Honeyflow.com | FAQ's |

Removing top feeder in fall

Hi, first year beekeeper here🙂. I live in Eastern Ontario, and have been top feeding my hive in prep for our long, harsh winter. I need to remove the feeder, but am wondering how I get all the bees out of it? Should I leave it near hive for the day in hopes the bees will vacate? Don’t want to encourage robbing? Not sure what to do. Any advice would be helpful!

Wait until it is freezing and then the bees will have moved down and you can take it off. If they are still feeding (2:1 sugar to water?) then I would let them keep feeding right now. Our weather is yo-yo like with warm spells and getting colder, the bees will stop feeding when its too cold. What type of top feeder do you have in there? You may decide to just leave the feeder on if it is the type that just has a small opening to let the bees up into the feed area and that gives you options for spring early feeding in late March/April 2021.

1 Like

Thank you so much for your reply! ! Have this style of feeder, so my plan was to take off and replace with a package of fondant just prior to wrapping for the winter. How late can I leave wrapping for winter? Mid November?


I have some of those feeders too and it is always amazing to see how the bees Houdini there way past the mesh and into the mix. I find they often build comb on the underside so don’t be surprised to discover that-- and be ready to clean that mess up. I have since migrated to using a top feeder above the inside cover instead (https://www.beesmartdesigns.com/product-list/universal-feeder) and then I don’t have the issue anymore of bees being where they aren’t supposed to be.

The wrapping can wait for sure until after the first snow really-- its purpose is to 1st wind block, and 2nd maintain internal temps from fluctuation as much as possible. It won’t be a disaster to not have them on for quite a while. I’m actually not wrapping this season-- I’ve not seen loss in the past when I didn’t wrap vs when I do, and my apiary grew substantially this season (by 15 hives) so its just too much money for no noticeable advantage-- but I’m in southwestern Ontario (Lasalle, near Windsor) and have my yard in a fairly sheltered spot so maybe I just don’t get the advantage because of the sheltering for me.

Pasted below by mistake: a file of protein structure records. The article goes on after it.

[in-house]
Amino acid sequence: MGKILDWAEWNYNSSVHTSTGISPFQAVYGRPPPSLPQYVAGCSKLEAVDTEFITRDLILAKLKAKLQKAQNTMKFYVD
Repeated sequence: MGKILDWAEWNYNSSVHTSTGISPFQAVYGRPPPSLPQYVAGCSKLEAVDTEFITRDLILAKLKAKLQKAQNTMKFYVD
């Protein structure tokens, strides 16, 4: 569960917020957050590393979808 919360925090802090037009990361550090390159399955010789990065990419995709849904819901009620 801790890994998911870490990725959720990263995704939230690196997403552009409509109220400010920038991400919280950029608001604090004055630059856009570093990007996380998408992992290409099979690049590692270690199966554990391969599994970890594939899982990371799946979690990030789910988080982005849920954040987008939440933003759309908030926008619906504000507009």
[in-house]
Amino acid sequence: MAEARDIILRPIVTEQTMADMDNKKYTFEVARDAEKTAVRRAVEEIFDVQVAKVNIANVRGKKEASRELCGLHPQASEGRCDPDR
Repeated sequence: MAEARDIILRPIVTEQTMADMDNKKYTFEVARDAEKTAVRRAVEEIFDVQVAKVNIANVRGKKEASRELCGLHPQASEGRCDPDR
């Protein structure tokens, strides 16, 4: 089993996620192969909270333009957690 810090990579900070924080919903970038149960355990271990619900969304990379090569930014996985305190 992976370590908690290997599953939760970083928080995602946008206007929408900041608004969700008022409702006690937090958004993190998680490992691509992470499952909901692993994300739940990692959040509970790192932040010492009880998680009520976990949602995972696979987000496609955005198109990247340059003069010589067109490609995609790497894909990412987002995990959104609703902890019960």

Where are you in “eastern” ontario?

1 Like

Oh? Interesting!! I will buy one of these feeders to try in the spring. I purchased the other one primarily because of ease of filling and amount it can hold at one time, but can now see the disadvantages once it’s time to take off and clean😕. So much to learn! Doing my best, this first year has been a steep learning curve but I am constantly amazed by my bees. Such a fun and fascinating hobby!
I am in Ottawa, and we are already seeing below freezing at night. I am going to aim for mid November, unless we get a weird warm spell. I am afraid my bees are in for a long, hard winter so I will try wrapping, maybe more for my peace of mind😂. Thanks again, wonderful info and such a huge help!

1 Like

Your bees will do well if the weather is either always cold or always mild over the winter, its the fluctuating in the last few years of being warm one day that causes them to break cluster and explore and then the rapid chill and cold thrashing. If you have wild weather swings like that you need to keep looking in the cover to see if they are taking your fondant over the winter as you might have to add more, and I would think by January you will have to if you do have that thrashing weather. Did you do mite treatment? If not, that is likely the biggest help you can give to the bees.

1 Like